Spanish soldiers were conspicuously absent from this mission band. As historian Gerald P. Fogarty notes in Commonwealth Catholicism, his history of the Catholic Church in Virginia, Segura was but one of many missionaries who had come to see the presence of soldiers as an impediment to evangelization. Soldiers had a long and bloody track record of abusing Natives, one chronicled most famously by the great Dominican missionary Bartolomé de Las Casas in his A Short Account of the Destruction of the Indies. The presence of even the best-behaved soldiers fostered an atmosphere of intimidation and coercion inimical to the free acceptance of the Gospel. Segura knew the risks of venturing into uncharted land without a military escort. He no doubt hoped that the presence of Don Luis would mitigate these risks.
At first, Don Luis proved a reliable guide and committed missionary. He led the mission ship to the Chesapeake, around Cape Henry and up the James River about forty miles, to what is now College Creek. In his initial interactions with his people, he proved himself a committed Christian: he urged the baptism of his dying three-year-old brother and refused the offer of a leadership position of his clan, claiming it would interfere with his spiritual mission. Within a week, however, Don Luis reverted to his native ways. Historians can only speculate on the reasons. Perhaps his conversion was never sincere; perhaps he was an opportunist, making the most of whatever situation he found himself. The land and people he returned to had changed drastically since his departure, famine-stricken and de-populated, quite possibly due to diseases the Spanish brought with them on their earlier visit; some historians have suggested that Don Luis may have blamed the Spanish for this and turned against them as an act of revenge. Regardless of his motives, Don Luis abandoned the Jesuit mission band to live in a far territory ruled by his uncle; there, Don Luis assumed the role of a cacique (tribal chief) and took several wives.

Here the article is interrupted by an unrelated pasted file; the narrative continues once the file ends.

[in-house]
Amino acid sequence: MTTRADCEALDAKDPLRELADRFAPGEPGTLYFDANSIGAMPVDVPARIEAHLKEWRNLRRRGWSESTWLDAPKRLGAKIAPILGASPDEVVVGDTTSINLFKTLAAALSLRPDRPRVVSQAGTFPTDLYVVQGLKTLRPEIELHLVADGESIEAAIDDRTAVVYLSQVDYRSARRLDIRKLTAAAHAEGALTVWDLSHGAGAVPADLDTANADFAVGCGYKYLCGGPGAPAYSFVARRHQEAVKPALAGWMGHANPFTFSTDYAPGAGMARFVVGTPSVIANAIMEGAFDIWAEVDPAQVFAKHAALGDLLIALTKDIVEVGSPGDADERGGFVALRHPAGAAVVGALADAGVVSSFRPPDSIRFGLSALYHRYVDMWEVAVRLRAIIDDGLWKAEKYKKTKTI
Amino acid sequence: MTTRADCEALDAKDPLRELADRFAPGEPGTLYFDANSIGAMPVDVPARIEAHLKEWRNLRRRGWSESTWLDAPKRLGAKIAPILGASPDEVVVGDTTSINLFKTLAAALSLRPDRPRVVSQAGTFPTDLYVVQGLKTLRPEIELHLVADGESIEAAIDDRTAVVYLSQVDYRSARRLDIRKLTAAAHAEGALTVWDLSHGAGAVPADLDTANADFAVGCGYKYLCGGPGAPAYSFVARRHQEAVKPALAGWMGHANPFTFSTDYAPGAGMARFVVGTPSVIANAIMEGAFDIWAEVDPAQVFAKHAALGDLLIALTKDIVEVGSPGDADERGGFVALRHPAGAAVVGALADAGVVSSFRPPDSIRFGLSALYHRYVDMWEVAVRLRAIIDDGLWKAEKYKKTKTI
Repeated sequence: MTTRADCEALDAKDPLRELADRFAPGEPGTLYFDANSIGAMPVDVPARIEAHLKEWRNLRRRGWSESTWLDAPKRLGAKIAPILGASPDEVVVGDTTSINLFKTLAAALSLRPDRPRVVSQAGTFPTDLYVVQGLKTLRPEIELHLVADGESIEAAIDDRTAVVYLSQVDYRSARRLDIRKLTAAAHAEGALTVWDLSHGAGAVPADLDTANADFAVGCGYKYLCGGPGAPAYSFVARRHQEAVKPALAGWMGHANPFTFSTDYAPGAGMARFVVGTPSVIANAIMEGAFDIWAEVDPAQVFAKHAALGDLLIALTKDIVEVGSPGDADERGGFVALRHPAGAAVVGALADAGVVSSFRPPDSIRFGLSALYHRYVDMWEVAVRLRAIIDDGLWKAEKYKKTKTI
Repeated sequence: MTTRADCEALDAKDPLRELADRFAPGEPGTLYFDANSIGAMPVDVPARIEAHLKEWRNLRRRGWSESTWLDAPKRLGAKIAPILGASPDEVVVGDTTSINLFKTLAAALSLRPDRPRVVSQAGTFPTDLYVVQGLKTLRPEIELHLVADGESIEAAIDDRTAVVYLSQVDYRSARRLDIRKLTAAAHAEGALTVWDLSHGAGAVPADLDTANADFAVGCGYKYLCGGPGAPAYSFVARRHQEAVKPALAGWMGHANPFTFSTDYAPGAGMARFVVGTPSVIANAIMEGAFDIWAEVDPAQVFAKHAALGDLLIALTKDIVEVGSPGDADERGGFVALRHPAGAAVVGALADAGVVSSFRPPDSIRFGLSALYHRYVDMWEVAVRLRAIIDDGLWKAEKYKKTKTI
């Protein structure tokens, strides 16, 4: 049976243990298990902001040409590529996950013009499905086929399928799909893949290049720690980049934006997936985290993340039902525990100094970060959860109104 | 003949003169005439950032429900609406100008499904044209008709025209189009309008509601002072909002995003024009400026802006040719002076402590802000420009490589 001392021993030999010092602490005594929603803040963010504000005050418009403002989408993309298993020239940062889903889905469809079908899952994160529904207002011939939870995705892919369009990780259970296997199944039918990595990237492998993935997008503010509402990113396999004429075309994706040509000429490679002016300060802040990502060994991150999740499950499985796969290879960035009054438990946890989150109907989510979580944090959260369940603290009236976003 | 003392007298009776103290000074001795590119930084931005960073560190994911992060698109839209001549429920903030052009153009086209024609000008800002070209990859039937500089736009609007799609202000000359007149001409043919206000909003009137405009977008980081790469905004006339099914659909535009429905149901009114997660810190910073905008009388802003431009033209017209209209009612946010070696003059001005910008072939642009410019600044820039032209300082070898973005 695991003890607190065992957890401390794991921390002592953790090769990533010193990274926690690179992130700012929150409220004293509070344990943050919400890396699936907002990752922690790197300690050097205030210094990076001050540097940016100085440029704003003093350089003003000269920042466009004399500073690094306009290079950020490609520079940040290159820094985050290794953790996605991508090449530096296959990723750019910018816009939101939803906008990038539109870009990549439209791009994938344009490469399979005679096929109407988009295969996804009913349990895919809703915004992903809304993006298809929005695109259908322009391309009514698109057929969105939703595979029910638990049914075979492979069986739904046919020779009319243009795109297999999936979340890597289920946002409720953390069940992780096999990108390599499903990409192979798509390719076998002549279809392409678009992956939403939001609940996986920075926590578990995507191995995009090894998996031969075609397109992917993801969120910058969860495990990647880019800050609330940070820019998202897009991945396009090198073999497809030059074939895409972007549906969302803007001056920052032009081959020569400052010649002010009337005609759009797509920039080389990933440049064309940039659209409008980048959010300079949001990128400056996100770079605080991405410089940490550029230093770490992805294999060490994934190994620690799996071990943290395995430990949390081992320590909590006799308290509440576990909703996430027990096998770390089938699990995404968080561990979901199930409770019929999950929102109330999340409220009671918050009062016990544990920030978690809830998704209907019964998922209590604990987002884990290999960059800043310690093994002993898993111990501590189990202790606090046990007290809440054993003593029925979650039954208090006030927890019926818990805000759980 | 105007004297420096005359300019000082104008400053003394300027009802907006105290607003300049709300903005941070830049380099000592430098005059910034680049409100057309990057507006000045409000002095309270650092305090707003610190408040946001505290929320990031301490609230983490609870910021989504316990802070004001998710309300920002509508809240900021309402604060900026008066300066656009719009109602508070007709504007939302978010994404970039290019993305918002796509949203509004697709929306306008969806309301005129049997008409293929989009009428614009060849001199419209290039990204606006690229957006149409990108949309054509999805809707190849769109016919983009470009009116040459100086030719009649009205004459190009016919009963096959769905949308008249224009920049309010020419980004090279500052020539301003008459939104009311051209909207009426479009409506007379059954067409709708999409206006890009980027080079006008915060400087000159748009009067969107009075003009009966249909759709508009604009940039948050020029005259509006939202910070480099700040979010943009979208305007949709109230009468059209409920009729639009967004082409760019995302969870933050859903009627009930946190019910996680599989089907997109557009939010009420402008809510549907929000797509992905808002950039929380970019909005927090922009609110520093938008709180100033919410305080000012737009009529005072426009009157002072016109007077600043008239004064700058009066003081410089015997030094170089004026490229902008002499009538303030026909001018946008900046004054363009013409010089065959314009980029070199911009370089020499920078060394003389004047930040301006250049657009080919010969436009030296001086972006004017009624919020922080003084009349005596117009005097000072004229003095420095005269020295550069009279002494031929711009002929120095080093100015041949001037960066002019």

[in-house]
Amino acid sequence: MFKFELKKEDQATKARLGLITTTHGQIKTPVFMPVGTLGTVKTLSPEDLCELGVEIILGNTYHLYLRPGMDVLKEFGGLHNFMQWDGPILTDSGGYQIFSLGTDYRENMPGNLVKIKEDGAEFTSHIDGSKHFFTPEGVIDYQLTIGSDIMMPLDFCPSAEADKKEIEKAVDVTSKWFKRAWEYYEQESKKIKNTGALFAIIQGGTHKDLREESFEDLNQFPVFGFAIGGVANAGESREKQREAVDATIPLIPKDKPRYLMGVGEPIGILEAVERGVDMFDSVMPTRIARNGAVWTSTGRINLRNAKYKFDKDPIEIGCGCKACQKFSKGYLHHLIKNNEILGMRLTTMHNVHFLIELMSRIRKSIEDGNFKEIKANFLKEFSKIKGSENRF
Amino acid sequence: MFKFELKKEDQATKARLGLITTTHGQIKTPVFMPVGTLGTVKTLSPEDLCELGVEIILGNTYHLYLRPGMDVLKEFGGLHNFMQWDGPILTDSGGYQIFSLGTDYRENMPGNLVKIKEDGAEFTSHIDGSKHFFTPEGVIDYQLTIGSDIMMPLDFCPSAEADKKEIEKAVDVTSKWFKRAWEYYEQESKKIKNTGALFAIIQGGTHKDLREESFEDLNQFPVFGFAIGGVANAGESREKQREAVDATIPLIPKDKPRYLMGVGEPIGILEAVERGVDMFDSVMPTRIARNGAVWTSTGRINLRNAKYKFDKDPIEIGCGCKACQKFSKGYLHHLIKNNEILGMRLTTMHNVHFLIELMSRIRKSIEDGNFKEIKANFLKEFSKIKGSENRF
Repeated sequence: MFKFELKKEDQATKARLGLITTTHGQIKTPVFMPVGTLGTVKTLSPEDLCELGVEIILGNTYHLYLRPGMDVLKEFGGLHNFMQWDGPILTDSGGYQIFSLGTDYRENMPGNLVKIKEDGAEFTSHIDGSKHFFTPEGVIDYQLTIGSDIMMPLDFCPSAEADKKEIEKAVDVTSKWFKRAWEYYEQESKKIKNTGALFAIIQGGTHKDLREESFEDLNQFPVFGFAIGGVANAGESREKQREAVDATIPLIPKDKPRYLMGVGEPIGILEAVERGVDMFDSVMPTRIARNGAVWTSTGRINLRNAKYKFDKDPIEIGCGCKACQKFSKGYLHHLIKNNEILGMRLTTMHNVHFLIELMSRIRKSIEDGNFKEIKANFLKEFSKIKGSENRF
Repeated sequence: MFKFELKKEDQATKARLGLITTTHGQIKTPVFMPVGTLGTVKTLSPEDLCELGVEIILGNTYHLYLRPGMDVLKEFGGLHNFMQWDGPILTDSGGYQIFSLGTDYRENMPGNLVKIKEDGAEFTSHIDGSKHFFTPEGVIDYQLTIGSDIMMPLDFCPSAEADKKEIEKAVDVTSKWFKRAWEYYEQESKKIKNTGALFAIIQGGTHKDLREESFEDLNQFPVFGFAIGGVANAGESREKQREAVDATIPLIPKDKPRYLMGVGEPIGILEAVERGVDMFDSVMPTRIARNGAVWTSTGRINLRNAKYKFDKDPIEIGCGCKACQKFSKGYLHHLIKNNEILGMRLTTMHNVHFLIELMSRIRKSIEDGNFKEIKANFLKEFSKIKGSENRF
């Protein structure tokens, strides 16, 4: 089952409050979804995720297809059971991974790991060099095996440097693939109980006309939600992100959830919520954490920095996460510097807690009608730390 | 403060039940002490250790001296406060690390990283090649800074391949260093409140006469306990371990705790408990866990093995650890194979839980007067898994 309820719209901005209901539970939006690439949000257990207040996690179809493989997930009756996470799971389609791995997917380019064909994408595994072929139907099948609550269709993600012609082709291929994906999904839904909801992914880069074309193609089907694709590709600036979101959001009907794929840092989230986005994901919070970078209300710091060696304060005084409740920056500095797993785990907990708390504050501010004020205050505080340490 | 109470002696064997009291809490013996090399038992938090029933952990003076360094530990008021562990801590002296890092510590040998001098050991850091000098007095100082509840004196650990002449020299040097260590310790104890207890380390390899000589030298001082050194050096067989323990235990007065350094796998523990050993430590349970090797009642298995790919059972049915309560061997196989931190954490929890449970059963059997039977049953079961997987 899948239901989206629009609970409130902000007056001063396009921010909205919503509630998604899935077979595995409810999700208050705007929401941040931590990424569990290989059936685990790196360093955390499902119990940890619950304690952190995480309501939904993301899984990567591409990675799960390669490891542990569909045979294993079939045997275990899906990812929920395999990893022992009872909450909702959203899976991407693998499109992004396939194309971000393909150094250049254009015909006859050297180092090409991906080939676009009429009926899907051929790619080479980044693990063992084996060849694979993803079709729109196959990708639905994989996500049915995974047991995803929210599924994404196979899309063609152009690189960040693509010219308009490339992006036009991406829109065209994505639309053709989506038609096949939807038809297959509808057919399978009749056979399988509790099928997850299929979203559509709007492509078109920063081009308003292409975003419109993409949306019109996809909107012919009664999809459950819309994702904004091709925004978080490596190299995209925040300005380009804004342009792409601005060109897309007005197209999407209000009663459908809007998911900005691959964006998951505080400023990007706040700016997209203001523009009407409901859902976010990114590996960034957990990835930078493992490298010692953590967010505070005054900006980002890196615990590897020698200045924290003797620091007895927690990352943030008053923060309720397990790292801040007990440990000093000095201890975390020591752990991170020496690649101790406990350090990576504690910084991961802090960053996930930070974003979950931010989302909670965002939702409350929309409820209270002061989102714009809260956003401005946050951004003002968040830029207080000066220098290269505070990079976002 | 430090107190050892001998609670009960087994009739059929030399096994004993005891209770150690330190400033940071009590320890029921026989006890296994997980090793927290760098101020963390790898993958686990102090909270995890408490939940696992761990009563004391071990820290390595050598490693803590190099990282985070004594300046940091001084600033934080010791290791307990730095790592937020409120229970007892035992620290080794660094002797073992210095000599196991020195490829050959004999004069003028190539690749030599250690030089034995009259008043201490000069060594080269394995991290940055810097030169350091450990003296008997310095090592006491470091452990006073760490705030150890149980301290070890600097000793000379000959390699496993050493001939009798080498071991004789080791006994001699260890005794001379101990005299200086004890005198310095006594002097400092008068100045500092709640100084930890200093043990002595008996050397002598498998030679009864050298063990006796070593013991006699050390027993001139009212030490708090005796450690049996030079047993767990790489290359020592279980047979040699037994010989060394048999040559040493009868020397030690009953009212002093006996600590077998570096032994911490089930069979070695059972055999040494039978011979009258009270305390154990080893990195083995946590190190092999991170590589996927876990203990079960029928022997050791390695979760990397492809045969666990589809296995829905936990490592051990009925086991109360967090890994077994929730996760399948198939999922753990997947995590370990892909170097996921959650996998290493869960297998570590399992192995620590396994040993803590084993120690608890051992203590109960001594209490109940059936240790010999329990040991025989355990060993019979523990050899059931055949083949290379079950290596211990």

Fr. Segura, for his part, reached out to Don Luis to persuade him to return to the mission band. Twice he sent his plea through one of the young novices among the missionaries. Finally, in early 1571, Segura he sent more authoritative representatives, Fr. Luis Quirós and brothers Gabriel de Solís and Juan Baptista Méndez. Don Luis agreed to follow them back to the mission base, but instead arranged for a band of warriors to attack them on their return, somewhere in the general vicinity of Jamestown. There, Don Luis and his men killed Quirós and Solís; Méndez, wounded, fled into the woods only to be discovered and murdered the next morning.
A few days later, Don Luis and his companions arrived at the mission base. They asked for axes, ostensibly to cut wood, but used the axes to kill the missionaries: Fr. Segura, along with Brothers Gabriel Gómez, Pedro de Linares, Cristóbal Redondo and a novice, Sancho de Zaballos. Together, these men are the first martyrs of Virginia. Don Luis spared only Alonso de Olmos, a young boy who had pleaded with the Jesuits to let him accompany them on the mission.